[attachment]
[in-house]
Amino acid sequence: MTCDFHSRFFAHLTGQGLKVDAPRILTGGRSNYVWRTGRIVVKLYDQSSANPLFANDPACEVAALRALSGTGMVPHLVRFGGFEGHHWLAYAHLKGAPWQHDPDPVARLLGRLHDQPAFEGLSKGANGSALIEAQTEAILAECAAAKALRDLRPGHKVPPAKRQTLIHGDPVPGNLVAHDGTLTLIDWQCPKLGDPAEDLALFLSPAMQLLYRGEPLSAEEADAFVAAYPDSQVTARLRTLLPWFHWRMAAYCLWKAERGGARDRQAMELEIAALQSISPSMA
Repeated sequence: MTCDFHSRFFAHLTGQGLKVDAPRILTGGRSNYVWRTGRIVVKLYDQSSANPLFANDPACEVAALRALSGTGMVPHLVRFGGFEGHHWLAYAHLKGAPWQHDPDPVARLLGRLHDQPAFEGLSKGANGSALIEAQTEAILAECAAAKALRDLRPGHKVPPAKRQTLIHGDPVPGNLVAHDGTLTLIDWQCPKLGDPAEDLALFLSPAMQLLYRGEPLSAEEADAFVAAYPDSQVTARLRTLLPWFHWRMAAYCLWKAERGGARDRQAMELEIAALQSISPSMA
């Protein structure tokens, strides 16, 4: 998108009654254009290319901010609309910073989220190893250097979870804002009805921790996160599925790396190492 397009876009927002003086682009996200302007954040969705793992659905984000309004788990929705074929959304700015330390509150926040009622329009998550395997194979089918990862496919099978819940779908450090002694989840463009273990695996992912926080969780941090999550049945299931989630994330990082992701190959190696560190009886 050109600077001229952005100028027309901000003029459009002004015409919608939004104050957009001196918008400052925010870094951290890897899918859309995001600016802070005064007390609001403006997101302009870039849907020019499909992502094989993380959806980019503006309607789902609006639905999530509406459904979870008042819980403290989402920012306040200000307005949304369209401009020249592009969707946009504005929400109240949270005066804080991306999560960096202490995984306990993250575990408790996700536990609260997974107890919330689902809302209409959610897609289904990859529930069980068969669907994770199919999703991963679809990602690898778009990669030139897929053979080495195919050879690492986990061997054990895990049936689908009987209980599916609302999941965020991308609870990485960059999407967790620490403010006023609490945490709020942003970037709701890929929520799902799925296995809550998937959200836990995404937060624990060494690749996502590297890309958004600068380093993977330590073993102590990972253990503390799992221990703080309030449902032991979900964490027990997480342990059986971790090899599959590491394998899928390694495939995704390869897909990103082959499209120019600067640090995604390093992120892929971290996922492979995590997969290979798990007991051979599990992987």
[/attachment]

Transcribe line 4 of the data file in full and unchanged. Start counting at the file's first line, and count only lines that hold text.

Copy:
């Protein structure tokens, strides 16, 4: 998108009654254009290319901010609309910073989220190893250097979870804002009805921790996160599925790396190492 397009876009927002003086682009996200302007954040969705793992659905984000309004788990929705074929959304700015330390509150926040009622329009998550395997194979089918990862496919099978819940779908450090002694989840463009273990695996992912926080969780941090999550049945299931989630994330990082992701190959190696560190009886 050109600077001229952005100028027309901000003029459009002004015409919608939004104050957009001196918008400052925010870094951290890897899918859309995001600016802070005064007390609001403006997101302009870039849907020019499909992502094989993380959806980019503006309607789902609006639905999530509406459904979870008042819980403290989402920012306040200000307005949304369209401009020249592009969707946009504005929400109240949270005066804080991306999560960096202490995984306990993250575990408790996700536990609260997974107890919330689902809302209409959610897609289904990859529930069980068969669907994770199919999703991963679809990602690898778009990669030139897929053979080495195919050879690492986990061997054990895990049936689908009987209980599916609302999941965020991308609870990485960059999407967790620490403010006023609490945490709020942003970037709701890929929520799902799925296995809550998937959200836990995404937060624990060494690749996502590297890309958004600068380093993977330590073993102590990972253990503390799992221990703080309030449902032991979900964490027990997480342990059986971790090899599959590491394998899928390694495939995704390869897909990103082959499209120019600067640090995604390093992120892929971290996922492979995590997969290979798990007991051979599990992987």